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Looking Back At Martin Sabo's Impact

MINNEAPOLIS (WCCO) -- One of Minnesota's most influential politicians has passed away. Former Congressman Martin Sabo died Sunday morning.

Sabo turned 78 years old just a couple of weeks ago. Family members said he died after years of breathing problems.

He served 18 years in the state Legislature and 28 years in the U.S. House. The Minneapolis Democrat retired in 2006.

Related: Remembering Congressman Martin Sabo (PHOTOS)

Long before he retired and his name became a landmark, his career began.

At 22, fresh out of Augsburg College, Martin Sabo was elected to the state legislature.

"It would be simple or wrong to underestimate the influence that he had both at the state level and the congressional level for the state of Minnesota, in terms of public policy, in terms of dollars and really just in terms of also being a leader for the Democratic party," David Schultz, Hamline University professor of American politics, said.

The dollars most recently went to the Hiawatha light rail line. He knew numbers well -- he chaired the House Budget Committee in Congress.

"Certainly during the time he represented the state of Minnesota, he had probably more influence in Congress than any other person from the state of Minnesota," Schultz said.

He had some fun, too, coaching the congressional Democrats in baseball -- a sport the Twins enthusiast savored. There was also another team he pulled for -- his alma mater, Augsburg College.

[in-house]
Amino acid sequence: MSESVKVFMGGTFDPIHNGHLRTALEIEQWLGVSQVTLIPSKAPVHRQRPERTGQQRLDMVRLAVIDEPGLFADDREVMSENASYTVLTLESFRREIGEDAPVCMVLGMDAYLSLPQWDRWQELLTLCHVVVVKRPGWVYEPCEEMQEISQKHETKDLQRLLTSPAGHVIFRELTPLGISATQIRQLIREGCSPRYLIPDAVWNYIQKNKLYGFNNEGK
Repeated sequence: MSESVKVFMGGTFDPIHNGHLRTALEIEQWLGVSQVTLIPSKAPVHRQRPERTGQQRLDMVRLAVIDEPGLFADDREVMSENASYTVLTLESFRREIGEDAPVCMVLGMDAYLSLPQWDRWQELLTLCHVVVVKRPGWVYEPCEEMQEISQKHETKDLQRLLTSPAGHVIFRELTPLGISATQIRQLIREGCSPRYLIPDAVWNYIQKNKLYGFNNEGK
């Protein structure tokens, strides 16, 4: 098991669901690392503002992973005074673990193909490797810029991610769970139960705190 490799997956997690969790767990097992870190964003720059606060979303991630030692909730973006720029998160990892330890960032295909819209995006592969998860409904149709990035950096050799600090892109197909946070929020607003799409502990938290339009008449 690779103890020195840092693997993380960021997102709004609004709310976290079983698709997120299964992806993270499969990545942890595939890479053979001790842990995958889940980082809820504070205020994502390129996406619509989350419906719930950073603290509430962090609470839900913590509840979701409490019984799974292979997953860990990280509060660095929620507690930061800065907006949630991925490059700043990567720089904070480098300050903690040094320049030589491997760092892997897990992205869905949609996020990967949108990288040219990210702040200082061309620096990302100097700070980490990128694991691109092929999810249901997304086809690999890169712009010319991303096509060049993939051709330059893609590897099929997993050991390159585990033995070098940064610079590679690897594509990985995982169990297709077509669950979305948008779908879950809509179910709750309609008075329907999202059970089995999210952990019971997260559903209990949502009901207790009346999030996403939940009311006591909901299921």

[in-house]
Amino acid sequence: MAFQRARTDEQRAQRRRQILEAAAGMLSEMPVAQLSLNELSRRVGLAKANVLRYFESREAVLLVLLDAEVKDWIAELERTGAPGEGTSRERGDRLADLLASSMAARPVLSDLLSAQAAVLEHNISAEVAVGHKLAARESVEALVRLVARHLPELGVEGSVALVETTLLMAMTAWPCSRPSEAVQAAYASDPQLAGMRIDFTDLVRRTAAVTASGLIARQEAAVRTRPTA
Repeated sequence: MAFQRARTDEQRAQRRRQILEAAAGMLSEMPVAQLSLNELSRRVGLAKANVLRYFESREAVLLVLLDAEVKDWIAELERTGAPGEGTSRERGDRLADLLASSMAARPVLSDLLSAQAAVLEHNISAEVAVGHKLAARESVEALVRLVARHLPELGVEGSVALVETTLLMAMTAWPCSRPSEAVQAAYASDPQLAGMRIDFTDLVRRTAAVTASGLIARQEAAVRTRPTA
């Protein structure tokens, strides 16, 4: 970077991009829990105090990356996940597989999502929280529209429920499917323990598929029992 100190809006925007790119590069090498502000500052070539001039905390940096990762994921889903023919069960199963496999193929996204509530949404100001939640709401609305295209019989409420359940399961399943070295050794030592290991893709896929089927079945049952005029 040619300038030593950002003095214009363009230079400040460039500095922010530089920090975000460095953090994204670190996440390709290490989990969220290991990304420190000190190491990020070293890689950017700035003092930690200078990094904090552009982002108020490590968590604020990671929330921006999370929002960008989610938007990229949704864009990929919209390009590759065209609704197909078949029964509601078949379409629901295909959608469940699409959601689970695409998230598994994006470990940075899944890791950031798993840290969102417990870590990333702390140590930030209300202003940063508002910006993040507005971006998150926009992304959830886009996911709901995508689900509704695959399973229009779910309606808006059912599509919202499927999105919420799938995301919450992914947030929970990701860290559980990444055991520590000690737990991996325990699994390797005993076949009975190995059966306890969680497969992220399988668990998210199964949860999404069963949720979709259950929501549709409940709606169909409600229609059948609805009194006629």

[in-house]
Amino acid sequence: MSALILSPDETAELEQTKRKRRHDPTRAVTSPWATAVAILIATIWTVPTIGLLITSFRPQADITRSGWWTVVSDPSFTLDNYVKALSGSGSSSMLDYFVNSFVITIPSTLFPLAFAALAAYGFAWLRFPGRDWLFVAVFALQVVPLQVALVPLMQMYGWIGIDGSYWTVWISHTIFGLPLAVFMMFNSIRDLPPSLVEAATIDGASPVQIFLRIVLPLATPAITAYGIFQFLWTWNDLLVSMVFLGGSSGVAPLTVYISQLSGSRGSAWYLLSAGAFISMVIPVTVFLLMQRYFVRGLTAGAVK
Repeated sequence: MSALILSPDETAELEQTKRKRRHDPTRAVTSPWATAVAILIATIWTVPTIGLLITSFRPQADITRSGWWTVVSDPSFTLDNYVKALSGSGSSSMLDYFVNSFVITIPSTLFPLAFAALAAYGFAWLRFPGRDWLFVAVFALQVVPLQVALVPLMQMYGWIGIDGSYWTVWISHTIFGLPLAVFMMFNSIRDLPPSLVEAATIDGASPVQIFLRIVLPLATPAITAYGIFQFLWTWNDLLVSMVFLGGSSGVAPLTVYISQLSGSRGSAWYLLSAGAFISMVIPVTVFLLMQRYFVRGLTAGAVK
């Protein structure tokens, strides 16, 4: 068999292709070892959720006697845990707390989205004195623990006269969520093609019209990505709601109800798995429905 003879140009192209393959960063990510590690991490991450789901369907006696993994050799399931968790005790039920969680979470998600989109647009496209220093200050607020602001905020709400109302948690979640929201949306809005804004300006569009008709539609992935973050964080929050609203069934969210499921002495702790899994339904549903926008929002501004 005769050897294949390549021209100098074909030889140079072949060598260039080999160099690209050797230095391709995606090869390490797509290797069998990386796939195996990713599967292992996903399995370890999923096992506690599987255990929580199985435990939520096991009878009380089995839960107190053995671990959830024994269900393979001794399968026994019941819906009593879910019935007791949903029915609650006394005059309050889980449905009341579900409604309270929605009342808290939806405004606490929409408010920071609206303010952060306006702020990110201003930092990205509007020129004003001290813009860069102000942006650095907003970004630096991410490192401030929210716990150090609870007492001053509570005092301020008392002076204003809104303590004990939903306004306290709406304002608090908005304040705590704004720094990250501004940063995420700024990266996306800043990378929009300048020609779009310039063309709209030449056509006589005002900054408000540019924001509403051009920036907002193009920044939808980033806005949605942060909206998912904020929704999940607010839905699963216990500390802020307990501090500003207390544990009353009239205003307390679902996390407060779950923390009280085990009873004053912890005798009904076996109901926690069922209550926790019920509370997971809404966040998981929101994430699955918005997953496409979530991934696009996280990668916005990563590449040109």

"This was always his college, he came to every home basketball game, every home baseball game, had his final birthday party here a couple of weeks ago when he turned 78," Augsburg College President Paul Pribbenow said.

He held on tight to his alma mater, and they to him, naming a center and program encouraging civic responsibility after him.

"He was very down to earth, he would come in to sit at a table, and the students would gather around him, I just felt that there was a real genuine sense he was a real Minnesotan in that way, a real Auggie," Pribbenow said.

Now, Sabo's name -- and a perfectly appropriate structure bearing that name -- stand strong.

Martin Olav Sabo Bridge
(credit: CBS)

"He's a bridge, a bridge that connects us from Humphrey, Freeman, Mondale, through him up until the present where we had people such as Wellstone, and now up to Klobuchar and Franken," Schultz said.

Political leaders from across the state reacted to Sabo's death on Sunday.

Sabo is survived by his wife Sylvia of 52 years, his two daughters and six grandchildren.

Memorials should be sent to the Sabo Endowment Fund at Augsburg College, 2211 Riverside Ave, Minneapolis, MN or Trinity Lutheran Congregation, 2001 Riverside Avenue, Minneapolis, MN.

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